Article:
The Texas Workforce Commission (TWC) reports that (PDF) unemployment rates for Texas veterans from June 2018 to June 2020 were consistently lower than those for nonveterans, with the exception of Gulf War II-era veterans, those who served in the conflict that began in 2003 and resulted in the overthrow of the Iraqi regime (Exhibit 3).
EXHIBIT 3: UNEMPLOYMENT RATES FOR VETERANS IN TEXAS, 2018-2020
TWC notes a contrast between the share of unemployed Gulf War I-era veterans (those serving in 1990 and 1991) versus Gulf War II veterans. The agency says the difference is likely the result of the former having more time to work and gain experience in civilian life than the latter.
With their extensive training, technical skills, leadership qualities, and “soft skills” such as time management, strong work ethic, team orientation, and self-confidence, as well as their military benefits, one might assume that newly minted veterans find it easy to resume their lives as civilians. But many veterans find that rejoining the civilian world presents unique challenges.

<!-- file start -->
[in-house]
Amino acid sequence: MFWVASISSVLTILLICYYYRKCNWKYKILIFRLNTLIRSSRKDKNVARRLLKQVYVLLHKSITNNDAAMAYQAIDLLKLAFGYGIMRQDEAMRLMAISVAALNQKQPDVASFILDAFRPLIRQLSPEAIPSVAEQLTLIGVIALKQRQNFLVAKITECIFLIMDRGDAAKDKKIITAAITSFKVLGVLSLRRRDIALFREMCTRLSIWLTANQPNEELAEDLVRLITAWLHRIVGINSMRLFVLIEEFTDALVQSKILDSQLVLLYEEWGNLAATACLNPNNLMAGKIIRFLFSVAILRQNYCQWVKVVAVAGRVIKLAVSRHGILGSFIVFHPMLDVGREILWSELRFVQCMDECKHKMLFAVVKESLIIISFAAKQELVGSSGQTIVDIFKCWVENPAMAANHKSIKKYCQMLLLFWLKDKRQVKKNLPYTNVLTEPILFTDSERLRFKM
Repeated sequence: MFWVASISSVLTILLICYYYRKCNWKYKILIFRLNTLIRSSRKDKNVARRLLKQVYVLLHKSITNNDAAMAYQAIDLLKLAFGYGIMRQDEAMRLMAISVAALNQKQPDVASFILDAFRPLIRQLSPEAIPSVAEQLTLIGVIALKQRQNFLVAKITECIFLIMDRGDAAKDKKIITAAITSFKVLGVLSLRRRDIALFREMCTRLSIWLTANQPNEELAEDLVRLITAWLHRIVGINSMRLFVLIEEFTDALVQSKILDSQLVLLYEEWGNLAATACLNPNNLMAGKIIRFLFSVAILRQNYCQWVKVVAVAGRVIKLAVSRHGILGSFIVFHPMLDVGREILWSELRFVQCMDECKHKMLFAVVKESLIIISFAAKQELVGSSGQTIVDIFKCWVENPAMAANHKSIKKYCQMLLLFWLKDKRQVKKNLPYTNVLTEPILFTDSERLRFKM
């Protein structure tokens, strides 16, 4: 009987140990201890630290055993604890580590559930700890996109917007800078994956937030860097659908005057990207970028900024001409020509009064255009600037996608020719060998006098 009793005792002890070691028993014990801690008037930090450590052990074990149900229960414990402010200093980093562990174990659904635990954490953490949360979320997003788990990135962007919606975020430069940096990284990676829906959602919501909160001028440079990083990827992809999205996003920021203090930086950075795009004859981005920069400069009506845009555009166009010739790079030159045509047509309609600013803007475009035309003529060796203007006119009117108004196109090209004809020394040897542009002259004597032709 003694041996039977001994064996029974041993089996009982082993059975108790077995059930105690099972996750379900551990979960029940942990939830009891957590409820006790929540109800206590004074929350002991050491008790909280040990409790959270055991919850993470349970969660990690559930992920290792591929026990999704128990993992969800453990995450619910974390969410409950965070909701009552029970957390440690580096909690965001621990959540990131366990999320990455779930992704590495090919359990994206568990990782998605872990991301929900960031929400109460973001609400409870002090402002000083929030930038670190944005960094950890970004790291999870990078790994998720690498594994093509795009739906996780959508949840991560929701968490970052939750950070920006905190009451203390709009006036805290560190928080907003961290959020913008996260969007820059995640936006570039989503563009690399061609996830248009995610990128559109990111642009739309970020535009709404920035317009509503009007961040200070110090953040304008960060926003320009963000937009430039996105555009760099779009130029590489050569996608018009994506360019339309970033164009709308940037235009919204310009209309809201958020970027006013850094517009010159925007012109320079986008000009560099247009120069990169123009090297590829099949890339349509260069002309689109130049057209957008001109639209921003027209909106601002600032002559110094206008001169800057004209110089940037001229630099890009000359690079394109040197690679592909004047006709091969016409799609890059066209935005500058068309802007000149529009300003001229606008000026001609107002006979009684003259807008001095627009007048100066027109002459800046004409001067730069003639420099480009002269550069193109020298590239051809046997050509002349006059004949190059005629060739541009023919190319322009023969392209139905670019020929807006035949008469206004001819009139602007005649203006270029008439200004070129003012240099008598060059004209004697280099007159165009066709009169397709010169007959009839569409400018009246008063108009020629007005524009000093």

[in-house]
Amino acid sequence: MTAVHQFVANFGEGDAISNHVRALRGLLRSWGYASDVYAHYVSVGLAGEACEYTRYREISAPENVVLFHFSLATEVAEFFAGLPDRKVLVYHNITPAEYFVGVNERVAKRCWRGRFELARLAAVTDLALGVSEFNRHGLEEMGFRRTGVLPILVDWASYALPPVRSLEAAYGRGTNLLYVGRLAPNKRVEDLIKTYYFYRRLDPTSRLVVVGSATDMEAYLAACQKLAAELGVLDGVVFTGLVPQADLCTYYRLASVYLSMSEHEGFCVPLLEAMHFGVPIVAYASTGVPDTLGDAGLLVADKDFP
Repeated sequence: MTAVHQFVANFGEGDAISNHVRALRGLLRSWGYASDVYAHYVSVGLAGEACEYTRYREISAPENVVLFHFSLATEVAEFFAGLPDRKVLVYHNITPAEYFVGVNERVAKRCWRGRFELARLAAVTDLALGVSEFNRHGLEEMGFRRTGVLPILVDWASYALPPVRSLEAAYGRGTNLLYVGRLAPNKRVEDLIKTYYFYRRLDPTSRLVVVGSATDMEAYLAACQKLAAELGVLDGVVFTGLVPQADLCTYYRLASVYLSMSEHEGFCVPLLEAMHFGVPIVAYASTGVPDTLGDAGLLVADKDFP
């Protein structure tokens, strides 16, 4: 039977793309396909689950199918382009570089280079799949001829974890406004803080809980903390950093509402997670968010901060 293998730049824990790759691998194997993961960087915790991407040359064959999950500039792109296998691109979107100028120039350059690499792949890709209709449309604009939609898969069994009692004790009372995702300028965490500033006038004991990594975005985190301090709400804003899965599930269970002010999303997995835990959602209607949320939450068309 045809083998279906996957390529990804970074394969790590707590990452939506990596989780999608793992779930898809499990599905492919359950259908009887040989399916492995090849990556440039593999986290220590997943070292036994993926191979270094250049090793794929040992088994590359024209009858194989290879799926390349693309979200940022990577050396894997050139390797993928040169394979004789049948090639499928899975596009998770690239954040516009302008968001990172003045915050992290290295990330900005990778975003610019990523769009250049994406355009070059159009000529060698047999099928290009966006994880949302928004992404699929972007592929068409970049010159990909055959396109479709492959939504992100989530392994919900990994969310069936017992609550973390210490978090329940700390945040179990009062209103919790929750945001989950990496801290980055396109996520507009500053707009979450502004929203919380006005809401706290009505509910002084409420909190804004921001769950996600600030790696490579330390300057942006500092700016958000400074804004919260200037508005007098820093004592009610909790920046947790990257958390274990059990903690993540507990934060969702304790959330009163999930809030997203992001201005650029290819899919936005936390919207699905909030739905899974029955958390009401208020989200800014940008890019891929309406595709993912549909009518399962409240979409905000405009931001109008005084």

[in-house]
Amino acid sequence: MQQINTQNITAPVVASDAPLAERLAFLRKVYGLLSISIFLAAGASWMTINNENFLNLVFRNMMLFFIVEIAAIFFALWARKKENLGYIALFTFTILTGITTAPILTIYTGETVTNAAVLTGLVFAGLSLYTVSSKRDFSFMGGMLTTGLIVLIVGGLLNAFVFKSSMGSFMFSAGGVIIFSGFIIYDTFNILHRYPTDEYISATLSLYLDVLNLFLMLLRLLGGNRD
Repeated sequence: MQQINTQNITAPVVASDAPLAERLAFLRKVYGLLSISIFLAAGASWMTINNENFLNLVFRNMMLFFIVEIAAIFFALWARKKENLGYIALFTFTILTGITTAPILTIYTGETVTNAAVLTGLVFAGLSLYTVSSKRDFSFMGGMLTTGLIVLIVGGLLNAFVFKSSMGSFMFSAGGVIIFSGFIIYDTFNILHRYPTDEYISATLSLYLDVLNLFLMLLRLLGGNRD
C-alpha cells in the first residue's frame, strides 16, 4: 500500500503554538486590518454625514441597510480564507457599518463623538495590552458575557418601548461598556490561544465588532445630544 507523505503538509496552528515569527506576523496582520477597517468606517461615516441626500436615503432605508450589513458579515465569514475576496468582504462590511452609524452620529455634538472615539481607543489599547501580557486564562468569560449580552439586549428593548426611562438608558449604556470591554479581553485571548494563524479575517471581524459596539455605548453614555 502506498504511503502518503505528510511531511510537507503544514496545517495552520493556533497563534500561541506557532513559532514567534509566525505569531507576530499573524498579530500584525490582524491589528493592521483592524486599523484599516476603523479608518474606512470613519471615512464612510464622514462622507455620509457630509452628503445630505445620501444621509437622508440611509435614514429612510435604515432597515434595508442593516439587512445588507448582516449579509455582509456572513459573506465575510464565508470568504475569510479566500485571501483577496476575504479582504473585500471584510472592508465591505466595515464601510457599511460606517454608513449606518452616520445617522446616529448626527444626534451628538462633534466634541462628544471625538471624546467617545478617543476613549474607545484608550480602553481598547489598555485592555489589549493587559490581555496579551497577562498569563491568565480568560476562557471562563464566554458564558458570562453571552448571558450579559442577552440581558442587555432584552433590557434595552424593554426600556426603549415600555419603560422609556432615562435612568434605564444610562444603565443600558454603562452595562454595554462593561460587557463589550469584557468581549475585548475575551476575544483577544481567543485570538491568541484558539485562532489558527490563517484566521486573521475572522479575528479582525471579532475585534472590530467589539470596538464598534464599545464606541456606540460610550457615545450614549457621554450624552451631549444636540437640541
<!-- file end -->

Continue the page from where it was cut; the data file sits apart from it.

Those views are reflected in the 2019 Post-Separation Transition Assistance Program Assessment conducted by the U.S. Department of Veterans Affairs (VA), which found that more than 50 percent of participating veterans said the process of returning to civilian life was more challenging than they expected.